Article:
Once you have assessed your needs and identified the types of available resources, you can begin contacting community care services. Be aware that it can be a confusing and discouraging experience to locate, arrange and receive appropriate services. You may need to make a series of seemingly endless phone calls or go through a maze of referrals before you find the appropriate service or person. The case manager or other health care provider who helped assess your needs should be able to assist you in locating appropriate resources. This is his/her job, so don't be afraid to ask for help. The following is a list of suggestions to guide you through this process:

  • Begin looking for resources before your situation becomes overwhelming. By planning ahead and anticipating certain needs, you can avoid having to make important decisions during a time of crisis.

  • Write down all of the information you are given. Be sure to document the name of the agency you called, the contact person(s) with whom you spoke, the date of your conversation, the services requested, the services promised and any agreed-upon information.

  • When you make your call be prepared with specific information such as physician's name, diagnostic information, insurance coverage and Medicare, Medicaid (Medi-Cal in California) and Social Security numbers. Be prepared to answer questions such as "What type of care is the patient currently receiving and who is providing it?" and "Is there any special equipment in the home to assist with patient care?"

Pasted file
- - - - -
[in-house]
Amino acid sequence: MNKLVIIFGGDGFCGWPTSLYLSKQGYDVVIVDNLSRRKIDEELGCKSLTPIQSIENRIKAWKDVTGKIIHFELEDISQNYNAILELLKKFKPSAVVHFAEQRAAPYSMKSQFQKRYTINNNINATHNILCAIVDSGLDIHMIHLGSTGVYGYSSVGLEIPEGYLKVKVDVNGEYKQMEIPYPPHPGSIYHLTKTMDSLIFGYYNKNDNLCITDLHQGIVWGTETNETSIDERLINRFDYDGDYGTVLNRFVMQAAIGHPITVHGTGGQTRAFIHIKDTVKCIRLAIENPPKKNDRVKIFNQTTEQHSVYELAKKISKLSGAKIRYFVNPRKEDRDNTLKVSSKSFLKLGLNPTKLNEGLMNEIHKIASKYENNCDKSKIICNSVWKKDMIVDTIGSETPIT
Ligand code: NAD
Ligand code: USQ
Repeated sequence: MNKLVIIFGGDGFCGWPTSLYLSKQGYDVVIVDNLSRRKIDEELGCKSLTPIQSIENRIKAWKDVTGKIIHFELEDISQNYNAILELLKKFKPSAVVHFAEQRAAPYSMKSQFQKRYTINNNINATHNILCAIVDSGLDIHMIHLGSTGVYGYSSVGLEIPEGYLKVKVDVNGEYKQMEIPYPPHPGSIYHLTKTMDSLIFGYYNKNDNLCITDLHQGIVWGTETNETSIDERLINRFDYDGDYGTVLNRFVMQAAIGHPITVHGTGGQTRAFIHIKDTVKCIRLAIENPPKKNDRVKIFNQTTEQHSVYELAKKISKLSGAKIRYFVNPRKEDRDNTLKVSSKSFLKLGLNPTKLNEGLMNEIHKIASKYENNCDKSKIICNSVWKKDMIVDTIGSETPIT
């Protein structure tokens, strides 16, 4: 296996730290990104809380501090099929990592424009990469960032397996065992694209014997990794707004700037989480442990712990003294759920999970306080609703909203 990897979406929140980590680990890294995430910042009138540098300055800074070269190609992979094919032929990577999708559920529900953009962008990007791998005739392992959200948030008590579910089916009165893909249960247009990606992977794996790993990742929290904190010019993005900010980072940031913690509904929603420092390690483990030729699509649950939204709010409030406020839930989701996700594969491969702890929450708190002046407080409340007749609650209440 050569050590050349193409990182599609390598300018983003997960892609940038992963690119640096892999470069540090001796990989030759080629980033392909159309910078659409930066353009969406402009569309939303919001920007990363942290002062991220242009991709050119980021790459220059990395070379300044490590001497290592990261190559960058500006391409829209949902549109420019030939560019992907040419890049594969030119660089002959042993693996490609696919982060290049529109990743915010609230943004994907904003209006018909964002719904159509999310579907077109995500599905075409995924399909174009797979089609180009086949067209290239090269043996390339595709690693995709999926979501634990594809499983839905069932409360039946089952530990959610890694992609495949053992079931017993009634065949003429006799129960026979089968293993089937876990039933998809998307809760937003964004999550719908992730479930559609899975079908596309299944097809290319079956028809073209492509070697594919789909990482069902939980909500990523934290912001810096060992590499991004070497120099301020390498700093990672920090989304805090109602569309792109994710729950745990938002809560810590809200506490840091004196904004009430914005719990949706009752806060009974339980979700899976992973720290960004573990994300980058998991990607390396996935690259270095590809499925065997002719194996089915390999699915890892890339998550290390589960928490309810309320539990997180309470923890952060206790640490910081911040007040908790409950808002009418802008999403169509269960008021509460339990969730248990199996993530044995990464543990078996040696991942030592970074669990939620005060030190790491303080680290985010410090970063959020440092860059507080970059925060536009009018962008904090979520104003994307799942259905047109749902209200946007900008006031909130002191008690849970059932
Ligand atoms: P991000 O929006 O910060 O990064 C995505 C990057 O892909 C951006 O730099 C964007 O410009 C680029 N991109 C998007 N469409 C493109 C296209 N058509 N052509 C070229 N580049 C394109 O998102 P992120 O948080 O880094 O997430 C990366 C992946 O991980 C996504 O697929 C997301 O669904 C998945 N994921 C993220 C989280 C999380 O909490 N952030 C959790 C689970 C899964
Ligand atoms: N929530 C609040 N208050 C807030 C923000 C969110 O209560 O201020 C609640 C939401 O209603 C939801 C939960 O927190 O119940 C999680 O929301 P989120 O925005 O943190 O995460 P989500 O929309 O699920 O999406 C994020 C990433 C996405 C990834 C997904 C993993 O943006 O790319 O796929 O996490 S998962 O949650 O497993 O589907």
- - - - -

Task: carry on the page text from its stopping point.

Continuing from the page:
• When dealing with agencies, be assertive and specific about your needs.

  • Mornings are usually the best time to call.

  • Don't hang up until you understand the follow-up procedures (e.g., who calls whom, what will be done next, what you need to do next).

  • Be aware that you might be placed on a waiting list. The demand for existing dementia-related services has increased while the funding for many service programs has decreased. By anticipating your needs and the needs of the person with dementia, you minimize the length of this waiting period.

  • Don't hesitate to ask for help. The purpose of most community agencies is to provide services to individuals who need help. You are entitled to these services since many of them are paid for by your taxes, contributions or fees for service.

  • Keep in mind that not everyone is familiar with dementia. Therefore, many professionals remain uninformed about dementia and its impact on you and your loved one. You might find yourself in situations where you need to educate professionals in the community before you can obtain services successfully.

© Family Caregiver Alliance